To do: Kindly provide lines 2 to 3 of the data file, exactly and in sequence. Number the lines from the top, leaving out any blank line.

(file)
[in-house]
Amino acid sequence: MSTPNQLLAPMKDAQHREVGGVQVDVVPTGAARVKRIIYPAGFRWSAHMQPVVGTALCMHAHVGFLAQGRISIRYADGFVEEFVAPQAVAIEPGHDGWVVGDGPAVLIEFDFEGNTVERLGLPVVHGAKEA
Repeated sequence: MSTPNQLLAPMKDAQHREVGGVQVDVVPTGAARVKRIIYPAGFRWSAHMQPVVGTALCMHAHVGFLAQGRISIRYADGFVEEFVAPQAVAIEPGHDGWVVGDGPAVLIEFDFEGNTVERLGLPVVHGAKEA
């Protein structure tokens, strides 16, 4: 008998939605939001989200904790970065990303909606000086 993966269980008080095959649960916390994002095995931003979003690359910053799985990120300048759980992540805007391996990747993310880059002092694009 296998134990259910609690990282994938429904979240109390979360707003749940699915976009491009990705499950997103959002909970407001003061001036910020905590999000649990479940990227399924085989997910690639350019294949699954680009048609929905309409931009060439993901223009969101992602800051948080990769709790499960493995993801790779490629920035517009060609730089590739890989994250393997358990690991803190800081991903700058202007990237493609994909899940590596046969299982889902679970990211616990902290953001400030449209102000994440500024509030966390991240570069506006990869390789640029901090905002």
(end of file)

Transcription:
Amino acid sequence: MSTPNQLLAPMKDAQHREVGGVQVDVVPTGAARVKRIIYPAGFRWSAHMQPVVGTALCMHAHVGFLAQGRISIRYADGFVEEFVAPQAVAIEPGHDGWVVGDGPAVLIEFDFEGNTVERLGLPVVHGAKEA
Repeated sequence: MSTPNQLLAPMKDAQHREVGGVQVDVVPTGAARVKRIIYPAGFRWSAHMQPVVGTALCMHAHVGFLAQGRISIRYADGFVEEFVAPQAVAIEPGHDGWVVGDGPAVLIEFDFEGNTVERLGLPVVHGAKEA